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Three round red blood cells and two sickle shaped on blue background

Scientists have long known what causes sickle-cell disease and its devastating effects: a single mutation in one errant gene. But for decades, there has been only modest progress against an inherited condition that mainly afflicts people of African descent.

With advances in gene therapy, that is quickly changing — so much so that scientists have begun to talk of a cure.

In a half-dozen clinical trials planned or underway, researchers are testing strategies for correcting the problem at the genetic level. Already a handful of the enrolled patients, who have endured an illness that causes excruciating bouts of pain, strokes and early death, no longer show signs of the disease.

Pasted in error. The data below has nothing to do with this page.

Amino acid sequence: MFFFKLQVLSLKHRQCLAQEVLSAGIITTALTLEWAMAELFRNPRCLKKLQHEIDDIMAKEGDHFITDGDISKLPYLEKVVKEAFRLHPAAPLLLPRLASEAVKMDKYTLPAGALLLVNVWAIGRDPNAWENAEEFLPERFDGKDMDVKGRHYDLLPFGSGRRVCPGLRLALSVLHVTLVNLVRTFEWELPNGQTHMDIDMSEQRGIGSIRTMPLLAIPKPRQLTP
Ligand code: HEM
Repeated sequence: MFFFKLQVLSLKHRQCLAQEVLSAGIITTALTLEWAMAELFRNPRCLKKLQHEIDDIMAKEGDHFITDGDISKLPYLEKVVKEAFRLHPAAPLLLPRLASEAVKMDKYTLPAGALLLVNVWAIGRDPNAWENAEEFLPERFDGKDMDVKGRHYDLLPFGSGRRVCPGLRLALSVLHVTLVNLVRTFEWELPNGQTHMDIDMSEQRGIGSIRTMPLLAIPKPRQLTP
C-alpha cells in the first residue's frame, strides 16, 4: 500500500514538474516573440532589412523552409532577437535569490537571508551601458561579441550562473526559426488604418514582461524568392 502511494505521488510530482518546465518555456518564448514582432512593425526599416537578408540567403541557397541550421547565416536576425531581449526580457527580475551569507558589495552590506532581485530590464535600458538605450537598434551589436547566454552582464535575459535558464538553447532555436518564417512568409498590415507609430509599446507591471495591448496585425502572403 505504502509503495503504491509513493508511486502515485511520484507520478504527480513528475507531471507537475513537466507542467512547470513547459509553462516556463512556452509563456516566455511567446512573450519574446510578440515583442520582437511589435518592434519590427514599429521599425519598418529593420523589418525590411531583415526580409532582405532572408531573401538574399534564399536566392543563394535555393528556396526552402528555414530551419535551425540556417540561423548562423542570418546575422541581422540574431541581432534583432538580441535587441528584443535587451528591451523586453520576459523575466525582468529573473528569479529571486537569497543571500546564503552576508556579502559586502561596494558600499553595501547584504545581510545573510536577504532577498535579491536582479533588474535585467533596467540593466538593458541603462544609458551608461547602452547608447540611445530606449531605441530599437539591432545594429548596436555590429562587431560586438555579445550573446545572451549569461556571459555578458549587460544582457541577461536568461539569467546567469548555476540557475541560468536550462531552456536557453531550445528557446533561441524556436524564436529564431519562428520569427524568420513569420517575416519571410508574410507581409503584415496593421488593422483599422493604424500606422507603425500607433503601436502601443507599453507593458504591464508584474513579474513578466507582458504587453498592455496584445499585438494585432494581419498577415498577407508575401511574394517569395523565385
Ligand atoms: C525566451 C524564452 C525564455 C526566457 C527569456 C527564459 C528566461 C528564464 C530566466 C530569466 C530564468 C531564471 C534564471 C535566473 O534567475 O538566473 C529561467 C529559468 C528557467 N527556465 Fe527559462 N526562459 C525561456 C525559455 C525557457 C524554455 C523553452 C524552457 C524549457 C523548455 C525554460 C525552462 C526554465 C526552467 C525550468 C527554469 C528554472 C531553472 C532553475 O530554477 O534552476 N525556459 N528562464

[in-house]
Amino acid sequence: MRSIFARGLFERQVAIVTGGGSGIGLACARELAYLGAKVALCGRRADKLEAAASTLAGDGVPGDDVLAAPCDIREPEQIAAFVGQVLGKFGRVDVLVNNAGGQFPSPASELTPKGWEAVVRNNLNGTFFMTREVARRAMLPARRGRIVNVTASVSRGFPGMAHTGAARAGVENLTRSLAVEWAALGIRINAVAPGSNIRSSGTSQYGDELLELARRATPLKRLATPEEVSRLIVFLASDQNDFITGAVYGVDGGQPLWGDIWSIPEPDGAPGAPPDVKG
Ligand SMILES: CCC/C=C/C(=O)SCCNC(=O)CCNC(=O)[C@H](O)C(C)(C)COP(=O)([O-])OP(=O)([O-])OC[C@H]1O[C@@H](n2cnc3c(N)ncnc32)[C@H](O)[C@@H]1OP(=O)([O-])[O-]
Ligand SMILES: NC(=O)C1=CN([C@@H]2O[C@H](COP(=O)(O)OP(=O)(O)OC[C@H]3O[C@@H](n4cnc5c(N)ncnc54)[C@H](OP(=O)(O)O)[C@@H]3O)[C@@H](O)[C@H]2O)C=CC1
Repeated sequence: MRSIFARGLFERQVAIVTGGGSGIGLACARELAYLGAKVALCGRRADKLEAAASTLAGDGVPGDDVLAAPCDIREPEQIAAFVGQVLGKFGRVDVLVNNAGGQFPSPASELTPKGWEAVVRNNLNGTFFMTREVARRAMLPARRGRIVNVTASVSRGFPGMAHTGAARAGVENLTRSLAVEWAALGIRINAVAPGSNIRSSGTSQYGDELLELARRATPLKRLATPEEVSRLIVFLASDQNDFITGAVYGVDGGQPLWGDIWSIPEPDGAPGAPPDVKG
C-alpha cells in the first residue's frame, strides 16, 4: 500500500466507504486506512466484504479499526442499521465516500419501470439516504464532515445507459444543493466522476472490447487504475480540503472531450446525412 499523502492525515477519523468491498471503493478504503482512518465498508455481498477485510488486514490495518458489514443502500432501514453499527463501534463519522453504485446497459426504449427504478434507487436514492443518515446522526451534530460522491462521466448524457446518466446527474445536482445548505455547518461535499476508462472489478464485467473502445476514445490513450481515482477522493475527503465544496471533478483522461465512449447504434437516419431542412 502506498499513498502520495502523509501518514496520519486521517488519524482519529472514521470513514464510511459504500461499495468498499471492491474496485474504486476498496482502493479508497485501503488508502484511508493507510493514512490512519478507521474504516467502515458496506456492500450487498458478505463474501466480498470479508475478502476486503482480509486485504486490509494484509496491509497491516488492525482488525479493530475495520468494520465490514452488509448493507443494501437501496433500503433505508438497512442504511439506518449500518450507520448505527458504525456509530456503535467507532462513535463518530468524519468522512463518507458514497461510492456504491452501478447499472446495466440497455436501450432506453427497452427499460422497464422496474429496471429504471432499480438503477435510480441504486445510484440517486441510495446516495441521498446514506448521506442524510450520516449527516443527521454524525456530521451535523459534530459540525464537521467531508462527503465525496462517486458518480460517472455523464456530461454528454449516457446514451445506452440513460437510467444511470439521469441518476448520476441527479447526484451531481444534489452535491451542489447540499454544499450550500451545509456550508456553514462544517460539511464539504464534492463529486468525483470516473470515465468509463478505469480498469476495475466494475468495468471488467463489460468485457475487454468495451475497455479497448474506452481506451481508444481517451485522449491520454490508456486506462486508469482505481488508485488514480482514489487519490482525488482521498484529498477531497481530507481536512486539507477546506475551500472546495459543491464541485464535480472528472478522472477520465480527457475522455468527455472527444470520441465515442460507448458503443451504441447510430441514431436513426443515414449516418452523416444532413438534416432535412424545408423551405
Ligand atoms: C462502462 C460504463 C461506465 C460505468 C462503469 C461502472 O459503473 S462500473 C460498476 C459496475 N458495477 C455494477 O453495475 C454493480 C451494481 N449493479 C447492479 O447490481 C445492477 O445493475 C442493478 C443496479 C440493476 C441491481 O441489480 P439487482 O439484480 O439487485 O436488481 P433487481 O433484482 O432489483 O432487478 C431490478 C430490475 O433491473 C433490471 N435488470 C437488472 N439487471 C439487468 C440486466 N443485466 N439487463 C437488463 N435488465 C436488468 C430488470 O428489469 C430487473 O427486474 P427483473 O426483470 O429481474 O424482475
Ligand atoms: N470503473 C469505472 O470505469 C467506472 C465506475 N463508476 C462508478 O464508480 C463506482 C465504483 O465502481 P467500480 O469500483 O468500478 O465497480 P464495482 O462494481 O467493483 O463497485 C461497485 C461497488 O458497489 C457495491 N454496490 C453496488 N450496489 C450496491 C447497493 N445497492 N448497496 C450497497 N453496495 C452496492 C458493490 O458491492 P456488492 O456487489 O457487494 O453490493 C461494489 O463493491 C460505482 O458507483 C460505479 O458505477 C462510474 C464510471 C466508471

Among them is Brandon Williams, 21, who lives with his mother in Chicago. Because of his sickle-cell disease, he had suffered four strokes by age 18. The damage makes it hard for him to speak. His older sister died of the disease.

Following an experimental gene therapy, his symptoms have vanished. Life has taken a sharp turn for the better: no more transfusions, no more pain, no more fear....